• A “ground marking” type places a painted line on the ground – useful for airport markings, for example.

In all three cases, these tricks are available in the new apt.dat version 850 based on some predefinde types (a yellow taxiway line, green taxiway centerline lights, concrete apron pavement), but are also available in the DSF in a customizable manner. This will allow you to use these powerful techniques outside the airport environment or with custom artwork.

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How Many Cessnas can fit on the head of a pin?

When is up really up? X-Plane has two choices when you try to build something that goes “up” in the scenery system:

  • Up can mean straight up against gravity. For scenery far away, up is no longer parallel to up nearby because the Earth is round.
  • Up can also mean up in the XYZ coordinate system. This is the same as up against gravity at the center of loaded scenery, but wrong for everywhere else.

So what does X-plane use? Well, it depends on what we’re doing. Usually up against gravity is the “right thing to do”, but often XYZ up is close enough and a lot faster, so we sometimes take that shortcut for frame-rate. Here’s a rough breakdown:

  • For DSF terrain meshes and objects, up means against gravity.
  • For roads, forests and facades, up means XYZ up.

Now in X-Plane 850, we try to move scenery around the world rather than rebuild it. But 3-d stuff like roads and facades are only built very near the plane (which is very near the center of XYZ space), so generally speaking when a road, forest or facade is built, XYZ up is really going “XYZ” up. (If that didn’t make sense, don’t worry about it – my point is only that scenery shifts don’t affect this discussion.)

X-Plane 850 will allow a number of 3-d definition-types to interact physically with the plane: objects can specify the surface type for their hard surfaces on a per-triangle basis (e.g. grass, concrete, asphalt). Facades can have hard walls or hard roofs, and segments of roads can be hard. (This will make it possible to land on the roads again IF we can apply these attributes to our definition files.)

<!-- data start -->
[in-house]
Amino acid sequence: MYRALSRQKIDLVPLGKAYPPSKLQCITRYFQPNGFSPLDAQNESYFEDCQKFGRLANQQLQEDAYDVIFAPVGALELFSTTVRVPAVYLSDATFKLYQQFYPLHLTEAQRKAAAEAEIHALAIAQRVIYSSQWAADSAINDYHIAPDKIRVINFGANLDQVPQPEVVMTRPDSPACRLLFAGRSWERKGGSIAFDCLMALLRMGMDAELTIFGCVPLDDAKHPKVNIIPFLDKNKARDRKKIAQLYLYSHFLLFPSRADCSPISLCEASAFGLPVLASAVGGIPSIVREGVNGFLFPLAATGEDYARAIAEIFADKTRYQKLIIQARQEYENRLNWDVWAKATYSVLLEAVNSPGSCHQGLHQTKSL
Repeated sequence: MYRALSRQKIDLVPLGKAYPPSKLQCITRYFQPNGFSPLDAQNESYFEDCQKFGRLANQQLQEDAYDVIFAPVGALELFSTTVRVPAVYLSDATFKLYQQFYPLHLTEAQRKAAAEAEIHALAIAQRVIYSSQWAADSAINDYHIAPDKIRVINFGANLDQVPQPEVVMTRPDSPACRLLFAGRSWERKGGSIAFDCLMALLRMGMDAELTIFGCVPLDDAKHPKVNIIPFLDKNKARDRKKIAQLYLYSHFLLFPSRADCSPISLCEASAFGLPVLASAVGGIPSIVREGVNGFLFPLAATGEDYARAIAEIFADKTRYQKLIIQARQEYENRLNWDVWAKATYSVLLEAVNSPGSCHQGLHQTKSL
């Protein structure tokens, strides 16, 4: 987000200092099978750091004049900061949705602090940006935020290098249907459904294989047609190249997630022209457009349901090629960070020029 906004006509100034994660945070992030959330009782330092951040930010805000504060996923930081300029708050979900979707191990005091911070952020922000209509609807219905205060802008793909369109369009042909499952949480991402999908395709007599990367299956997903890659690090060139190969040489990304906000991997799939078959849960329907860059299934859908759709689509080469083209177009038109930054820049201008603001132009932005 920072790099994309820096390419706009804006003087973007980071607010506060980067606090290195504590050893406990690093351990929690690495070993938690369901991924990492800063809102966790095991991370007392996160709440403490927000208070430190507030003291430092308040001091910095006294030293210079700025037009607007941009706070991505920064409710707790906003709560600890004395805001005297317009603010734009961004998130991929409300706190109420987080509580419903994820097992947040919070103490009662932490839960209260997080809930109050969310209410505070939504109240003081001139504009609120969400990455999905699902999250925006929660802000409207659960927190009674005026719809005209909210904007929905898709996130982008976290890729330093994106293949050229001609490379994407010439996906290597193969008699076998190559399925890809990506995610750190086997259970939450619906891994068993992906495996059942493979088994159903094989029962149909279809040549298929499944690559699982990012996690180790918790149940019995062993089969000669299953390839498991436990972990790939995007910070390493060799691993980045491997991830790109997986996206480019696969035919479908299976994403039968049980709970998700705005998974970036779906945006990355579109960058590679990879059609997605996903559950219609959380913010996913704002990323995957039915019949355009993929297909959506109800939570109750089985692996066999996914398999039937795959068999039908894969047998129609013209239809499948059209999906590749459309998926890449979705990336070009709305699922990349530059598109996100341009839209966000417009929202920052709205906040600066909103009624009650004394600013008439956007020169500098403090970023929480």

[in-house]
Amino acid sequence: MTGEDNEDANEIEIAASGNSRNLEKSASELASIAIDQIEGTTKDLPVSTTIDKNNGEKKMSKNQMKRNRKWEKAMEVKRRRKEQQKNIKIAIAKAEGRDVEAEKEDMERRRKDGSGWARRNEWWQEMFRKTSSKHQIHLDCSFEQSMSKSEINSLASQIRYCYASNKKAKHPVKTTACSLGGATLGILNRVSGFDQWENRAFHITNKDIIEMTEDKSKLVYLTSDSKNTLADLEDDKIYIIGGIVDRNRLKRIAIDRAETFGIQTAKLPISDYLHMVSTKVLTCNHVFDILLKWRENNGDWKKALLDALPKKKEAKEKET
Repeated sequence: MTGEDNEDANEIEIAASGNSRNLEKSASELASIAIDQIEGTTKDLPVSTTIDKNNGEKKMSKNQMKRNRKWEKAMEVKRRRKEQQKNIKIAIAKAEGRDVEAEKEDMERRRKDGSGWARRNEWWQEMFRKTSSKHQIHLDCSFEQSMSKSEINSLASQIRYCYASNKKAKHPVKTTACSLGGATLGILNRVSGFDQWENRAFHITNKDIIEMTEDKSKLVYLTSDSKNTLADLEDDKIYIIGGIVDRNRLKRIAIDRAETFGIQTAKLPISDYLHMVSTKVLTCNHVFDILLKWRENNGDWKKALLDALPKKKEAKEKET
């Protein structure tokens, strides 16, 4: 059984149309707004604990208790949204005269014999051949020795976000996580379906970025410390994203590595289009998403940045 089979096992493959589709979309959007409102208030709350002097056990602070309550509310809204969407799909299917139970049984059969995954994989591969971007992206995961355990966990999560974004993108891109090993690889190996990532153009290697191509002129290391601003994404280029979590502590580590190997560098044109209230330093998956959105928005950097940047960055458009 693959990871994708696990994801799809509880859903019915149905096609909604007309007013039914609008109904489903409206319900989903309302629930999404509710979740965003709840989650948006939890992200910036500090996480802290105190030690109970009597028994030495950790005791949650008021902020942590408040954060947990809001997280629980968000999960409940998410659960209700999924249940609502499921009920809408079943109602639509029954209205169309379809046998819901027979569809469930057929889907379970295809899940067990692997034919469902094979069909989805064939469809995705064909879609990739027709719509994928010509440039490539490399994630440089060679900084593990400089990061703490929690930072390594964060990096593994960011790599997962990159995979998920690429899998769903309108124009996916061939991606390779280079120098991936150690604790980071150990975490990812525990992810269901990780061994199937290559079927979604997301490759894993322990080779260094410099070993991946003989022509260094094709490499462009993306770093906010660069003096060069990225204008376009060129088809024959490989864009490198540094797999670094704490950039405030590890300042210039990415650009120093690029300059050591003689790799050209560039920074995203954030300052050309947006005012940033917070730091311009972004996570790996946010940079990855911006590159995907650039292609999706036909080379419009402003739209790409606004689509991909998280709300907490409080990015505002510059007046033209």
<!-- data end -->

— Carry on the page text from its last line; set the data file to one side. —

So how many Cessnas can sit on the edge of a fence? Well, if that fence is straight up (and I mean “XYZ” up) then none. X-Plane checks for collisions and ground contact by looking straight down (XYZ down, not against gravity) to find what is below the plane. A truly vertical triangle has no width when seen from straight above, so the plane can never sit on it.

(Lest you worry about the imprecision of this, please note that when you are on top of something, the distance from your wheels to the geometry is 0 meters, so the error between the two “ups” is 0.)

When you are making an object, remember that the object is not facing XYZ up, but rather it is slanted based on the curvature of the earth. So a perfectly vertical wall might actually not be vertical and might thus work as a hard surface . Similarly an almost vertical wall might become vertical and not work. The safe thing to do: make sure that all hard surfaces are not even close to vertical. 45-degree slopes, etc. are okay though!

For a facade, the walls cannot be hard because they will always be perfectly vertical. This presents a problem if you want to make a fence that the plane can’t pass through. One solution: use the angled roof feature of facades to curl the top of the fence in at a 45 degree angle. That segment of the fence won’t be vertical and will cause the hard walls to work properly. (In fact, hard walls in facades will be provided in 850 specifically for this purpose. For a building, the walls are vertical and the roof can be hard.)

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Why not make everything lit?

There are costs to every feature we put in X-Plane…the obvious ones include:

  • The time to code the feature.
  • The time to test the feature.
  • The time to recode the feature if we ever rewrite the rendering engine (which we do fairly often to try to take advantage of the latest graphics technology).

There are also some less obvious costs:

  • If a feature isn’t used often, it’s more likely to end up broken without anyone noticing, reducing the overall quality of X-Plane.
  • We have to keep track of our use of graphics card resources. If we add a feature (like lighting) now, perhaps this will prevent us from reliably putting a new more improtant feature in later because some scenery may be using all of the card’s resources.

For example, what if we discover that we can make crashing waves, but only on unlit beaches? If we never added lit beaches, we know this is safe. But if we do support it beaches, then perhaps there is some scenery out there for which the crashing waves won’t work because we can’t have both.

The moral of the story: laziness is good! Since every feature costs, there is sometimes an advantage to waiting until someone asks for a feature before coding it.

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Should everything do everything?

You may have noticed: all of the “artwork types” (objects, terrain, roads, beaches, etc.) now do textures in almost the same way – with a TEXTURE command and a TEXTURE_LIT command. (Two notable exceptions: beaches and forests can’t be lit yet. We haven’t found a case where this is a goood idea but it may happen…nuclear accident anyone?)